California is facing a housing affordability crisis.

In California, rent is skyrocketing, wages are stagnating, poverty is pervasive, and homelessness is rising. The median rental price for a two-bedroom apartment is about $2,300, and the housing affordability crisis isn’t confined to the state’s major cities. One in three Californians are severely rent burdened, spending more than half their income on rent. Most renters are just one major life event away from eviction, or even homelessness.


Median rent for a 2-bedroom apartment in Los Angeles.


Median rent for a 2-bedroom apartment in San Francisco.


Median rent for a 2-bedroom apartment in San Diego. [1]

California’s housing affordability crisis is not simply one of supply and demand. There is no shortage of expensive, market-rate housing available and being built. But as market-driven development flourishes, housing that’s affordable for families, seniors, recent college graduates, and too many others has become more scarce. We are seeing gentrification and displacement crises unfolding throughout the state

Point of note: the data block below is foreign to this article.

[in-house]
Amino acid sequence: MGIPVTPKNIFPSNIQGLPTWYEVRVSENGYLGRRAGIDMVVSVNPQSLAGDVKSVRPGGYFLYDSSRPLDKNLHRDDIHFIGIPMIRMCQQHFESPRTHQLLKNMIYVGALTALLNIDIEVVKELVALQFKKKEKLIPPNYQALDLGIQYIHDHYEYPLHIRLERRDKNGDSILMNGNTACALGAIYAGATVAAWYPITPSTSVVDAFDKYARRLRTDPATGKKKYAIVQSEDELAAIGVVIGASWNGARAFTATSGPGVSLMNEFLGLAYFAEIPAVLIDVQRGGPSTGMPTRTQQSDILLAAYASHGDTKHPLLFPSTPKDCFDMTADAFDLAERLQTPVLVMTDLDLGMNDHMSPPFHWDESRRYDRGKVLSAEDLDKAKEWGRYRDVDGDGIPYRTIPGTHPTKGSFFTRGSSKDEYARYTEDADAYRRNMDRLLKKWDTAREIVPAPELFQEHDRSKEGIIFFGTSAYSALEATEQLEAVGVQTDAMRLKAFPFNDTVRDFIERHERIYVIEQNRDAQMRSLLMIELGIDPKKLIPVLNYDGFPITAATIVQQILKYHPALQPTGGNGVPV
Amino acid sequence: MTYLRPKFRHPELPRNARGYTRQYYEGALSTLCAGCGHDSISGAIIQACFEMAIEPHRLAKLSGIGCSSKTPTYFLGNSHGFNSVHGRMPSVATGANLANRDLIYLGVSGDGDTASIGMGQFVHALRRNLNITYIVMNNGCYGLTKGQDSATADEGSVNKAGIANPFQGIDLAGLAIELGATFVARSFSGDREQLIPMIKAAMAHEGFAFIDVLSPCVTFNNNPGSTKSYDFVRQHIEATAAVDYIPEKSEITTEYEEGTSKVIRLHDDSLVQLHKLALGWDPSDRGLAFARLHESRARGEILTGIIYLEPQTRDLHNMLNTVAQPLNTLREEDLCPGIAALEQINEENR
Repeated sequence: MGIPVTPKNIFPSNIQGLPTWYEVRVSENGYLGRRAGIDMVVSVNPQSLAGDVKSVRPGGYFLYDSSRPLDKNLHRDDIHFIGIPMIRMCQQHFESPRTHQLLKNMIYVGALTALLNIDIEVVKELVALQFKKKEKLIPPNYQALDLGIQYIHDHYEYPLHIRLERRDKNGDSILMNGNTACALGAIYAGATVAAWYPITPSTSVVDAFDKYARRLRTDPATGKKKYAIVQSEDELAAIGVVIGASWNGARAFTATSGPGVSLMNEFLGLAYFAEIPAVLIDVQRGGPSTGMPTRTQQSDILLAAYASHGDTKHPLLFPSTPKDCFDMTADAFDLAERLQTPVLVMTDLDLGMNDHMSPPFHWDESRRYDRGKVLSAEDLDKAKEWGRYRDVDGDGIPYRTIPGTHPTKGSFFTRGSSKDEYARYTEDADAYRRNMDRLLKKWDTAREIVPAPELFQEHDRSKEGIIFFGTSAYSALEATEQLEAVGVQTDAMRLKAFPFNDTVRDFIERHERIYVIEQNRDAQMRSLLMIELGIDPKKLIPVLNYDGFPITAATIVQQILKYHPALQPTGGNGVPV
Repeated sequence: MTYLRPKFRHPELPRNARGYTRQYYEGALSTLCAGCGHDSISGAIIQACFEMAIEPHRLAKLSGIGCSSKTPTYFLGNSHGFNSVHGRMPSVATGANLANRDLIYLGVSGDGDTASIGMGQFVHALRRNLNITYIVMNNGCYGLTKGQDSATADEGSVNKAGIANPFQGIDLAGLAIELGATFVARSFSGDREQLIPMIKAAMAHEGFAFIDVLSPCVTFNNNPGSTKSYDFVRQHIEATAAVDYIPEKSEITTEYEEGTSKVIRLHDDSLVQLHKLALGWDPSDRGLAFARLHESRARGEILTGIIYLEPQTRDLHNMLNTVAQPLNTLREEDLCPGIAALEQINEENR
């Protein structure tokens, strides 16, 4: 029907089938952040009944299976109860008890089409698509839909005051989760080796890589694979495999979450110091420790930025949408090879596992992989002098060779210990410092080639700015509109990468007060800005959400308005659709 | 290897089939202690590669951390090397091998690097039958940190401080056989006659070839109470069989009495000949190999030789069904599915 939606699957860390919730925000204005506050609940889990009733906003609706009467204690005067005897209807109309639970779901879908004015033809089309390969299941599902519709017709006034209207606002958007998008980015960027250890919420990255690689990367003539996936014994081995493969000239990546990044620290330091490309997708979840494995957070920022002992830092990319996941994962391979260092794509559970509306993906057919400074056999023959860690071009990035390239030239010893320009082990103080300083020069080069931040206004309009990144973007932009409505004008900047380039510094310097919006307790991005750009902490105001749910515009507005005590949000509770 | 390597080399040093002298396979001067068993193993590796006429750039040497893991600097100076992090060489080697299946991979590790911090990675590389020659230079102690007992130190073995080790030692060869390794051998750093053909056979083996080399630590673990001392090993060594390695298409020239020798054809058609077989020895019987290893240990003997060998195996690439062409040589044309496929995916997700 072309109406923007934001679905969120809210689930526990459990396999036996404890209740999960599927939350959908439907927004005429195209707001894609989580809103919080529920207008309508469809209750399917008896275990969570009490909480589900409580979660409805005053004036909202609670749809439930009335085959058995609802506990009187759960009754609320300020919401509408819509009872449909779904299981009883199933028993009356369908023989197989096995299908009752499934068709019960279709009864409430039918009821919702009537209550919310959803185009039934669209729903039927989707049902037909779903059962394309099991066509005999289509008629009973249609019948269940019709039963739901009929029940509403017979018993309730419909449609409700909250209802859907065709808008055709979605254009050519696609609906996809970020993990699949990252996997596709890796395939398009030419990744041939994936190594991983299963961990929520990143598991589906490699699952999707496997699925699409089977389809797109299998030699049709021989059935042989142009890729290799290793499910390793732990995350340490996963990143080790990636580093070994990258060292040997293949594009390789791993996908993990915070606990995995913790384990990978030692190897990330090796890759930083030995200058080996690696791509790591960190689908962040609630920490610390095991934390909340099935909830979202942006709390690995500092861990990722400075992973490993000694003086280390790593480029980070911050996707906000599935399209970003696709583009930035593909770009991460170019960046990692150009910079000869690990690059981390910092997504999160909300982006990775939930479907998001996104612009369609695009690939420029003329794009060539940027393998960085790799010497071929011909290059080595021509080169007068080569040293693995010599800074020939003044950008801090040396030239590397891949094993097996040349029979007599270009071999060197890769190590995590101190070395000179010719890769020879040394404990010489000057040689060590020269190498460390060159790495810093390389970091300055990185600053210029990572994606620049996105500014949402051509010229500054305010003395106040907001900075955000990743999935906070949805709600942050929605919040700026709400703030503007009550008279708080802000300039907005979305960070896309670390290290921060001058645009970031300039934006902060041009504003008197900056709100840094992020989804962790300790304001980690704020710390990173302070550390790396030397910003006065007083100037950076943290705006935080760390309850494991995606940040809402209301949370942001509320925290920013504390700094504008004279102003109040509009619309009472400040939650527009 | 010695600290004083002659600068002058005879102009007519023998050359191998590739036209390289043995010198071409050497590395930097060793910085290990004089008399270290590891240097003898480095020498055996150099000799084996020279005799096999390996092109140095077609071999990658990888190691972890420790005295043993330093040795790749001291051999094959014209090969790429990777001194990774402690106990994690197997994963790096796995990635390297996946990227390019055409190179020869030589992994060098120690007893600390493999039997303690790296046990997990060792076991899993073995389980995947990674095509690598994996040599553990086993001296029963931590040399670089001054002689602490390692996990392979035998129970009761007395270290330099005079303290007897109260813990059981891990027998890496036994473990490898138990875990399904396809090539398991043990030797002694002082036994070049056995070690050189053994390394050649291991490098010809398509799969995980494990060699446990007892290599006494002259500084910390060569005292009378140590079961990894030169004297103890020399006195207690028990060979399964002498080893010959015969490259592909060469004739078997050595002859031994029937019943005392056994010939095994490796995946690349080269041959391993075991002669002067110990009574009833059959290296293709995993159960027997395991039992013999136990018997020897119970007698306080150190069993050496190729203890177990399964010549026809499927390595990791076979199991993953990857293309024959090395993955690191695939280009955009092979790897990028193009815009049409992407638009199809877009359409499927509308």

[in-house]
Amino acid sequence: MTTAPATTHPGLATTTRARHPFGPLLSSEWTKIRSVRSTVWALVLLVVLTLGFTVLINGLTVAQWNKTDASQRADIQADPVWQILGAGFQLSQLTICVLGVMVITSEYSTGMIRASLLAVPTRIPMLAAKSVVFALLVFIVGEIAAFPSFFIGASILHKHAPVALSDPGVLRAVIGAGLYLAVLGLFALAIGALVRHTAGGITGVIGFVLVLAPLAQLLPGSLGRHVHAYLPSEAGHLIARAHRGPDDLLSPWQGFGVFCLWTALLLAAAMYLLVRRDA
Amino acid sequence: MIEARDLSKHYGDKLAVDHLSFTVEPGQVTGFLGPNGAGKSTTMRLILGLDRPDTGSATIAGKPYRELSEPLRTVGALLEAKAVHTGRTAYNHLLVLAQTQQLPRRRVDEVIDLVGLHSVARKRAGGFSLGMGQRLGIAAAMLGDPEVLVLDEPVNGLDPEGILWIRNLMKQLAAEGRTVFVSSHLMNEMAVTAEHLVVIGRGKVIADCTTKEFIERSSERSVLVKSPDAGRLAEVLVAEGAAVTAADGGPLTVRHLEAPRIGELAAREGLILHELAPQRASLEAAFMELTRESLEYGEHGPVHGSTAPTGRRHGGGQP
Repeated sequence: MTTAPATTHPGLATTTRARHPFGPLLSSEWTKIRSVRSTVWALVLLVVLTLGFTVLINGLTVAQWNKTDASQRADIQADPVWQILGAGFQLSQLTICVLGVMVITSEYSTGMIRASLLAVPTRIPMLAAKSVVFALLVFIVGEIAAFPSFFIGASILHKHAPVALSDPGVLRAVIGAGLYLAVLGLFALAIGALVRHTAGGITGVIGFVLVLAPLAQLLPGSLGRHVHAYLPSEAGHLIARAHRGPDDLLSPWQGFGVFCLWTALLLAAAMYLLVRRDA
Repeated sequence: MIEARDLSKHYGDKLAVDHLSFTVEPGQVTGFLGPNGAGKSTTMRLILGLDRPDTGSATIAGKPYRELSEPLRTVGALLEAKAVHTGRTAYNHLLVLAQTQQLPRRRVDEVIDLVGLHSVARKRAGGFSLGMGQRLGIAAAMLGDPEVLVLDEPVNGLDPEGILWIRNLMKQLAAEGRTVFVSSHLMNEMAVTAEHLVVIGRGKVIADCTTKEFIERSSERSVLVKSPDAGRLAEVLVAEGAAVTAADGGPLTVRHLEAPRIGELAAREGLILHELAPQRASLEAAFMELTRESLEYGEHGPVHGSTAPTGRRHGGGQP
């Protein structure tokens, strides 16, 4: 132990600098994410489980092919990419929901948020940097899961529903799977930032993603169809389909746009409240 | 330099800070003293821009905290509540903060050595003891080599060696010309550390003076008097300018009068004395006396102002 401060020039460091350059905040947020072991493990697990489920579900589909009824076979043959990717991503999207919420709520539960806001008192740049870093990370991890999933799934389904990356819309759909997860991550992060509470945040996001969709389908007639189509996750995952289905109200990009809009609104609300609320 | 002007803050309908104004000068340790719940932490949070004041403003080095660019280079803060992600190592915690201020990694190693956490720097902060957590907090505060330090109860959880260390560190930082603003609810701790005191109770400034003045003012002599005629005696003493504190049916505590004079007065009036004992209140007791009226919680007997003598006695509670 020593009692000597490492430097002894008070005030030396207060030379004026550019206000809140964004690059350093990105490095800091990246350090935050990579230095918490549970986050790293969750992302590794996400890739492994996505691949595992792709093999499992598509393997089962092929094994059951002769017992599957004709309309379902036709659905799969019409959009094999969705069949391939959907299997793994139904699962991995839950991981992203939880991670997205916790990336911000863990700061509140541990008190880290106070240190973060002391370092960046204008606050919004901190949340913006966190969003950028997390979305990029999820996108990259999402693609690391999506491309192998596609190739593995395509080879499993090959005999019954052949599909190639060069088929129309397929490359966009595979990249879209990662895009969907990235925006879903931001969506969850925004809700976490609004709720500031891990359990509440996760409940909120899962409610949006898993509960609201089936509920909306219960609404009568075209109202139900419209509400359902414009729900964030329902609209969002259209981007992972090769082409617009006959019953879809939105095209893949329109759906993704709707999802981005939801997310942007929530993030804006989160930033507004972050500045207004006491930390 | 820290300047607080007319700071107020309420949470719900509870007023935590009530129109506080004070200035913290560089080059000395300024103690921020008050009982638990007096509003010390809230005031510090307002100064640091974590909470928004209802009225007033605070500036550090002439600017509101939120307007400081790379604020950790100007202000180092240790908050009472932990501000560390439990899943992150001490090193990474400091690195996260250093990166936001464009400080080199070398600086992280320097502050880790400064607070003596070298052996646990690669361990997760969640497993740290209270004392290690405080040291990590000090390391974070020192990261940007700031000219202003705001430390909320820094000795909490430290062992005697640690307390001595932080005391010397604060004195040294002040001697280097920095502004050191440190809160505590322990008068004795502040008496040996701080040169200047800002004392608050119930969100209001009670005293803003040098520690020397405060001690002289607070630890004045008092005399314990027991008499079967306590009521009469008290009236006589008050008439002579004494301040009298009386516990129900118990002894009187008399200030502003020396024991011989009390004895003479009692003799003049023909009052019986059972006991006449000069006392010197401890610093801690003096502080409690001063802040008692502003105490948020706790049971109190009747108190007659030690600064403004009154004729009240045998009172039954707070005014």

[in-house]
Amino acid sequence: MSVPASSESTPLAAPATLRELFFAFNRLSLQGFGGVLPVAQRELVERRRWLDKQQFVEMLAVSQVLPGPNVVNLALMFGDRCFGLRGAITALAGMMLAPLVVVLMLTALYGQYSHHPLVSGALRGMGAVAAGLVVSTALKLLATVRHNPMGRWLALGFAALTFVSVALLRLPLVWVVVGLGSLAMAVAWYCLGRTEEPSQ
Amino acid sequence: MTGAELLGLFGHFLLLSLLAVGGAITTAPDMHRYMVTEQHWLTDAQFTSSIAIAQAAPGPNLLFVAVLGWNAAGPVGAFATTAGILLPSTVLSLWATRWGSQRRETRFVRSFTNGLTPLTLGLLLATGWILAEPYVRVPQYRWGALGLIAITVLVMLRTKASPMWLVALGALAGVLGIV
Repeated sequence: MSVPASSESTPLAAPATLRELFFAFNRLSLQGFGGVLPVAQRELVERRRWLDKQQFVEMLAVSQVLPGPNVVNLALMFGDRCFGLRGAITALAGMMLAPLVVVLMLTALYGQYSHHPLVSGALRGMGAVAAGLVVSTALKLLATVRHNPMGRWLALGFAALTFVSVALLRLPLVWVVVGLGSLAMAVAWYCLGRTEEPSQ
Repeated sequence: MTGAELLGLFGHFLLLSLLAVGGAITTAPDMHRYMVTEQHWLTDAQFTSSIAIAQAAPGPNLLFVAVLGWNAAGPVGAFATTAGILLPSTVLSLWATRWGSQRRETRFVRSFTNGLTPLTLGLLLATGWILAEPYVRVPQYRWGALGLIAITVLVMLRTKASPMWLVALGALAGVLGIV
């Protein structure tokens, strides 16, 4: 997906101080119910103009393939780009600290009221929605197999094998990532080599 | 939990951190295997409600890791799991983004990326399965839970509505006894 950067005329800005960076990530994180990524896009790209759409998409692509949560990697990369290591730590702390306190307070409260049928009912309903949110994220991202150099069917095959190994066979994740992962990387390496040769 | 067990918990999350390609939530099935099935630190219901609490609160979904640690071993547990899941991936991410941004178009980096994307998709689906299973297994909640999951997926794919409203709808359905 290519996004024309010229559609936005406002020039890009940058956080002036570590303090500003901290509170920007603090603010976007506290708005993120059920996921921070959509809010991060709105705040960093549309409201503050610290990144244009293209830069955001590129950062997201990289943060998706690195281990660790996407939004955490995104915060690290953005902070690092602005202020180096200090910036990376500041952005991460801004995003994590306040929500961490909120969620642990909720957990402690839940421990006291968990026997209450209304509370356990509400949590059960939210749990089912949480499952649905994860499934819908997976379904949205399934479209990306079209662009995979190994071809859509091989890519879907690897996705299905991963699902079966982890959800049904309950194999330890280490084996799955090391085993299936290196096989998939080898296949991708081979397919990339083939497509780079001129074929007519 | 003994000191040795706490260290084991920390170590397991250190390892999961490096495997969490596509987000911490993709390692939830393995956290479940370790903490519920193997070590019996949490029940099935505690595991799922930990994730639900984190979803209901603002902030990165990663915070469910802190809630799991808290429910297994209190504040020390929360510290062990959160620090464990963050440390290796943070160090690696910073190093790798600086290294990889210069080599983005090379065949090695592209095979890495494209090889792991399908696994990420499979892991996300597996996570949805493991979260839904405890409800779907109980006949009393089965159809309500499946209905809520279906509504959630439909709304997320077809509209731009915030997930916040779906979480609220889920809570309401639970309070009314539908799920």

Once stable communities with unique character and culture are being decimated by the increased cost of housing. Teachers, nurses, and grocery clerks are forced to commute far from their jobs just to live in an affordable apartment. The less fortunate are forced to sleep on couches, in cars, or can be seen on our streets.

We are in a state of crisis. It demands immediate solutions that end homelessness, protect affordable housing, stabilize working-class communities, create cities where people of all income levels can live and thrive and preserve the unique culture and character of their communities.